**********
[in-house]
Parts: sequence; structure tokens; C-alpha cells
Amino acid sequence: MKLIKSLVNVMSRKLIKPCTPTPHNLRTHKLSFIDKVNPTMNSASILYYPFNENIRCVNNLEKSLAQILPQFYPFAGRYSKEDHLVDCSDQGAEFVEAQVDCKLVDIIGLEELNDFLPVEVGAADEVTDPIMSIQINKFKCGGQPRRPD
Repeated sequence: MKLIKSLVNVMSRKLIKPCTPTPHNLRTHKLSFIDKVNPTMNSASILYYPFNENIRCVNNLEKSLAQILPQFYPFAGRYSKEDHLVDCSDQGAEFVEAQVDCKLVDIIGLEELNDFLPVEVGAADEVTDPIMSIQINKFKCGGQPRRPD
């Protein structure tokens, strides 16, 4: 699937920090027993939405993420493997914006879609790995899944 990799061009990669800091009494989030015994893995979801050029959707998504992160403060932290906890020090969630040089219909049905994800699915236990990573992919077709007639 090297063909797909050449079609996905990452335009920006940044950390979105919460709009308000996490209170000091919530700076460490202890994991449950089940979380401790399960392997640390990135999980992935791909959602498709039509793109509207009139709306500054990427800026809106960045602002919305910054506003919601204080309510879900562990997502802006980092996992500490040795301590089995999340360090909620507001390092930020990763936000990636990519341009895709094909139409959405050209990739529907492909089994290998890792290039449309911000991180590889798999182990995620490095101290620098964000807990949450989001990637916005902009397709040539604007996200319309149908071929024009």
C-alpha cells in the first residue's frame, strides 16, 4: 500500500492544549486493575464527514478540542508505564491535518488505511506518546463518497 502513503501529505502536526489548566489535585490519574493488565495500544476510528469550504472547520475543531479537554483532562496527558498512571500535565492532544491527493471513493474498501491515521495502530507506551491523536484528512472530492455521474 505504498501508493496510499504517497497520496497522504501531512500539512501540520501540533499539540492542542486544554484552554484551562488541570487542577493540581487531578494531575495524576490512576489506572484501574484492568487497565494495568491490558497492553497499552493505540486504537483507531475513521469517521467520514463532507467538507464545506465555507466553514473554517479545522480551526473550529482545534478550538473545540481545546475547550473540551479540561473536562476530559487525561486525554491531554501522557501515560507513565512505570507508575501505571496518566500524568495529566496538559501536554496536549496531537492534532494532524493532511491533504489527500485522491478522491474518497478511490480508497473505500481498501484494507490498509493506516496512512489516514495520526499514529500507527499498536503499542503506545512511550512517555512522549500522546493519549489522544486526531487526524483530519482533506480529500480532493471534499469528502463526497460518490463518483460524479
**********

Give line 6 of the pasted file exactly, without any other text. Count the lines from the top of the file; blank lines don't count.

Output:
C-alpha cells in the first residue's frame, strides 16, 4: 500500500492544549486493575464527514478540542508505564491535518488505511506518546463518497 502513503501529505502536526489548566489535585490519574493488565495500544476510528469550504472547520475543531479537554483532562496527558498512571500535565492532544491527493471513493474498501491515521495502530507506551491523536484528512472530492455521474 505504498501508493496510499504517497497520496497522504501531512500539512501540520501540533499539540492542542486544554484552554484551562488541570487542577493540581487531578494531575495524576490512576489506572484501574484492568487497565494495568491490558497492553497499552493505540486504537483507531475513521469517521467520514463532507467538507464545506465555507466553514473554517479545522480551526473550529482545534478550538473545540481545546475547550473540551479540561473536562476530559487525561486525554491531554501522557501515560507513565512505570507508575501505571496518566500524568495529566496538559501536554496536549496531537492534532494532524493532511491533504489527500485522491478522491474518497478511490480508497473505500481498501484494507490498509493506516496512512489516514495520526499514529500507527499498536503499542503506545512511550512517555512522549500522546493519549489522544486526531487526524483530519482533506480529500480532493471534499469528502463526497460518490463518483460524479